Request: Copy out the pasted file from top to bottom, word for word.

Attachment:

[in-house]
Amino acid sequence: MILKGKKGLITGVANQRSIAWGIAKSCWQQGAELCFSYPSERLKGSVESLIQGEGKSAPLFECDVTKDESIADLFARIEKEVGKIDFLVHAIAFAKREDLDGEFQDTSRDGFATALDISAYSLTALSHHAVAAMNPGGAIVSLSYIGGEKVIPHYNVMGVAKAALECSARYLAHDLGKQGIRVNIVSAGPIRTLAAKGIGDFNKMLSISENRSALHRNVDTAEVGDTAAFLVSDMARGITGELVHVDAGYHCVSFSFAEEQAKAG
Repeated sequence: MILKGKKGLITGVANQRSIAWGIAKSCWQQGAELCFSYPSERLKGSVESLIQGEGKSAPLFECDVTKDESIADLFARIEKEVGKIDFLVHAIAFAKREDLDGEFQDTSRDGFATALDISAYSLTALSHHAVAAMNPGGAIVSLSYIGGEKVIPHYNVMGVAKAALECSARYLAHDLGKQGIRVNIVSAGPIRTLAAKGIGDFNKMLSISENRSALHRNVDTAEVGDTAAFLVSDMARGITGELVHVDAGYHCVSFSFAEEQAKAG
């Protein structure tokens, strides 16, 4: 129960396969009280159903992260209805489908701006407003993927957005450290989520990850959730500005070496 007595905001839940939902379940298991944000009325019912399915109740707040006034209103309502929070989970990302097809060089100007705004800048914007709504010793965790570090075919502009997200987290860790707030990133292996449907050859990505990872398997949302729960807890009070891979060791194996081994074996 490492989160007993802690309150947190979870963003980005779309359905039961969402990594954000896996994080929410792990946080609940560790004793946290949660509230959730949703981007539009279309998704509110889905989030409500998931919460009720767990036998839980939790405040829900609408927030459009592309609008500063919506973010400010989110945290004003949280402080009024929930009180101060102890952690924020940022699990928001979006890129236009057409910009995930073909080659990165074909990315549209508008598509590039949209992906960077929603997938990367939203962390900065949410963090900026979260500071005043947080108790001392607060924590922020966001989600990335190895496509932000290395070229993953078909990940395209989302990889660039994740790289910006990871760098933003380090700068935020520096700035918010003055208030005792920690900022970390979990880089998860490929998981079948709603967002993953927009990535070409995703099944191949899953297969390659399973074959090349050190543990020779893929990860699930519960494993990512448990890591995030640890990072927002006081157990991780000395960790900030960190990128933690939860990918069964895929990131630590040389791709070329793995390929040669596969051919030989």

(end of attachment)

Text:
[in-house]
Amino acid sequence: MILKGKKGLITGVANQRSIAWGIAKSCWQQGAELCFSYPSERLKGSVESLIQGEGKSAPLFECDVTKDESIADLFARIEKEVGKIDFLVHAIAFAKREDLDGEFQDTSRDGFATALDISAYSLTALSHHAVAAMNPGGAIVSLSYIGGEKVIPHYNVMGVAKAALECSARYLAHDLGKQGIRVNIVSAGPIRTLAAKGIGDFNKMLSISENRSALHRNVDTAEVGDTAAFLVSDMARGITGELVHVDAGYHCVSFSFAEEQAKAG
Repeated sequence: MILKGKKGLITGVANQRSIAWGIAKSCWQQGAELCFSYPSERLKGSVESLIQGEGKSAPLFECDVTKDESIADLFARIEKEVGKIDFLVHAIAFAKREDLDGEFQDTSRDGFATALDISAYSLTALSHHAVAAMNPGGAIVSLSYIGGEKVIPHYNVMGVAKAALECSARYLAHDLGKQGIRVNIVSAGPIRTLAAKGIGDFNKMLSISENRSALHRNVDTAEVGDTAAFLVSDMARGITGELVHVDAGYHCVSFSFAEEQAKAG
């Protein structure tokens, strides 16, 4: 129960396969009280159903992260209805489908701006407003993927957005450290989520990850959730500005070496 007595905001839940939902379940298991944000009325019912399915109740707040006034209103309502929070989970990302097809060089100007705004800048914007709504010793965790570090075919502009997200987290860790707030990133292996449907050859990505990872398997949302729960807890009070891979060791194996081994074996 490492989160007993802690309150947190979870963003980005779309359905039961969402990594954000896996994080929410792990946080609940560790004793946290949660509230959730949703981007539009279309998704509110889905989030409500998931919460009720767990036998839980939790405040829900609408927030459009592309609008500063919506973010400010989110945290004003949280402080009024929930009180101060102890952690924020940022699990928001979006890129236009057409910009995930073909080659990165074909990315549209508008598509590039949209992906960077929603997938990367939203962390900065949410963090900026979260500071005043947080108790001392607060924590922020966001989600990335190895496509932000290395070229993953078909990940395209989302990889660039994740790289910006990871760098933003380090700068935020520096700035918010003055208030005792920690900022970390979990880089998860490929998981079948709603967002993953927009990535070409995703099944191949899953297969390659399973074959090349050190543990020779893929990860699930519960494993990512448990890591995030640890990072927002006081157990991780000395960790900030960190990128933690939860990918069964895929990131630590040389791709070329793995390929040669596969051919030989």